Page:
Inference for Regression Using Technology for AP Statistics (page 2)
Practice problems for these concepts can be found at:
- Inference for Regression Multiple Choice Practice Problems for AP Statistics
- Inference for Regression Free Response Practice Problems for AP Statistics
- Inference for Regression Review Problems for AP Statistics
- Inference for Regression Rapid Review for AP Statistics
If you had to do them from the raw data, the computations involved in doing inference for the slope of a regression line would be daunting.
For example, how would you like to compute
Fortunately, you probably will never have to do this by hand, but instead can rely on computer output you are given, or you will be able to use your calculator to do the computations.
Consider the following data that were gathered by counting the number of cricket chirps in 15 seconds and noting the temperature.
We want to use technology to test the hypothesis that the slope of the regression line is 0 and to construct a confidence interval for the true slope of the regression line.
First let us look at the Minitab regression output for this data.
You should be able to read most of this table, but you are not responsible for all of it. You see the following table entries:
- The regression equation, Temp = 44.0 + 0.993 Number, is the Least Squares Regression Line (LSRL) for predicting temperature from the number of cricket chirps.
- Under "Predictor" are the y-intercept and explanatory variable of the regression equation, called "Constant" and "Number" in this example.
- Under "Coef " are the values of the "Constant" (which equals the y-intercept, the a in = a + bx; here, a = 44.013) and the slope of the regression line (which is the coefficient of "Number" in this example, the b in = a + bx; here, b = 0.99340).
- For the purposes of this course, we are not concerned with the "Stdev," "t-ratio," or "p" for "Constant" (the last three entries in the first line of printout—only the "44.013" is meaningful for us).
- "Stdev" of "Number" is the standard error of the slope (what we have called sb, the variability of the estimates of the slope of the regression line, which equals here sb = 0.06523); "t-ratio" is the value of the t-test statistic (t = , df = n – 2; here, t = = 15.23); and P is the P-value associated with the test statistic assuming a two-sided test (here, P = 0.000; if you were doing a one-sided test, you would need to divide the given P-value by 2).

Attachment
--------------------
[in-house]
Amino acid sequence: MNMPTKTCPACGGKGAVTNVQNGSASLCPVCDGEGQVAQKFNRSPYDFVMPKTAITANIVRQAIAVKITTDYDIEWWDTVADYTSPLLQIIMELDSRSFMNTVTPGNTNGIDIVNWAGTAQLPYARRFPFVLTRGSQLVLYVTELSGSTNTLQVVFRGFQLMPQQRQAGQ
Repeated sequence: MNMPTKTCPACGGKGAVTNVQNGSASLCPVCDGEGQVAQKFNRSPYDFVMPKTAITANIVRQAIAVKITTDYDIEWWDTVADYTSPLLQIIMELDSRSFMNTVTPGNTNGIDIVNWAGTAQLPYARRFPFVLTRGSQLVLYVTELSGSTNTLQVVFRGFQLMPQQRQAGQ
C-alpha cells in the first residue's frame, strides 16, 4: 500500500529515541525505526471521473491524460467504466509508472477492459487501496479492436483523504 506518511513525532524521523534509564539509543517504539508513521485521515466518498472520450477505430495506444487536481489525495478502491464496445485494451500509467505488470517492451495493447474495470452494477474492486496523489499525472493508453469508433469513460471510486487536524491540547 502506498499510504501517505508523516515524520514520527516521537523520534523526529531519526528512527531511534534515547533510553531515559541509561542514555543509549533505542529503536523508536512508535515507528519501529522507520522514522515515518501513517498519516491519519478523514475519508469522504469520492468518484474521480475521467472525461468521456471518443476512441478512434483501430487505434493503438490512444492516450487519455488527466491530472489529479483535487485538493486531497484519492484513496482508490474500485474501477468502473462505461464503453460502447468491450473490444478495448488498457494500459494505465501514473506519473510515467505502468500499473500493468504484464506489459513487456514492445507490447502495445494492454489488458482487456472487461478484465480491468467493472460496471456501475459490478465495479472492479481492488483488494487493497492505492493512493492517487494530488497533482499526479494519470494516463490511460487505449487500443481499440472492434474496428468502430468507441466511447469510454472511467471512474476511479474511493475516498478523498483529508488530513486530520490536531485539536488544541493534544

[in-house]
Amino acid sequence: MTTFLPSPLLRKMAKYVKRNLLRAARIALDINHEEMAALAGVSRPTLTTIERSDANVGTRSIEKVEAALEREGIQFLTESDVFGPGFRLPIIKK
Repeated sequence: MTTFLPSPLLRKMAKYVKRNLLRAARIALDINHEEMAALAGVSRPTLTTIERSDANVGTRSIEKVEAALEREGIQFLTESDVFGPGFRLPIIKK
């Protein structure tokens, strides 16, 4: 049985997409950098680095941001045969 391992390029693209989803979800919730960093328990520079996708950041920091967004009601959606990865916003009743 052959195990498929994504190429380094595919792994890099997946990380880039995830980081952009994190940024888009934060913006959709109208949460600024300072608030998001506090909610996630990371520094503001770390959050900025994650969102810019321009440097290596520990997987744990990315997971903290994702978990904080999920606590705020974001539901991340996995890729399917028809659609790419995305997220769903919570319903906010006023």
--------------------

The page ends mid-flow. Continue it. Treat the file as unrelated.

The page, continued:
- s is the standard error of the residuals (which is the variability of the vertical distances of the y-values from the regression line; ; (here, s = 1.538.)
- "R-sq" is the coefficient of determination (or, r2; here R-sq = 95.9% 95.9% of the variation in temperature that is explained by the regression on the number of chirps in 15 seconds; note that, here, r = = 0.979—it's positive since b = 0.9934 is positive). You don't need to worry about "R-sq(adj)."
All of the mechanics needed to do a t-test for the slope of a regression line are contained in this printout. You need only to quote the appropriate values in your write-up. Thus, for the problem given above, we see that t = 15.23 P-value = 0.000.
A confidence interval for the slope of a regression line follows the same pattern as all confidence intervals (estimate ± (critical value) × (standard error)): b ± t*sb , based on n – 2 degrees of freedom. A 99% confidence interval for the slope in this situation (df = 10 t* = 3.169 from Table B) is 0.9934 ± 3.169(0.06523) = (0.787, 1.200). (Note: The newest software for the TI-84 has a LinRegTInt built in. The TI-83/84 and earlier versions of the TI-84 do not have this program. The program requires that the data be available in lists and, unlike other confidence intervals in the STAT TESTS menu, there is no option to provide Stats rather than Data.)
To use the calculator to do the regression, enter the data in, say, L1 and L2. Then go to STAT TESTS LinRegTTest. Enter the data as requested (response variable in the Ylist:). Assuming the alternative is two sided (HA : β ≠ 0), choose β and ρ ≠ 0. Then Calculate. You will get the following two screens of data:
This contains all of the information in the computer printout except sb. It does give the number of degrees of freedom, which Mini- Tab does not, as well as greater accuracy. Note that the calculator lumps together the test for both the slope (β) and the correlation coefficient (ρ) because, as we noted earlier, the test statistics are the same for both.
If you have to do a confidence interval using the calculator and do not have a TI-84 with the LinRegTInt function, you first need to determine sb. Because you know that , it follows that , which agrees with the standard error of the slope ("St Dev" of "Number") given in the computer printout.
A 95% confidence interval for the slope of the regression line for predicting temperature from the number of chirps per minute is then given by 0.9934 ± 2.228(0.0652) = (0.848, 1.139). t* = 2.228 is based on C = 0.95 and df = 12 – 2 = 10. Using LinRegTInt, if you have it, results in the following (note that the "s" given in the printout is the standard error of the residuals, not the standard error of the slope):
Practice problems for these concepts can be found at:
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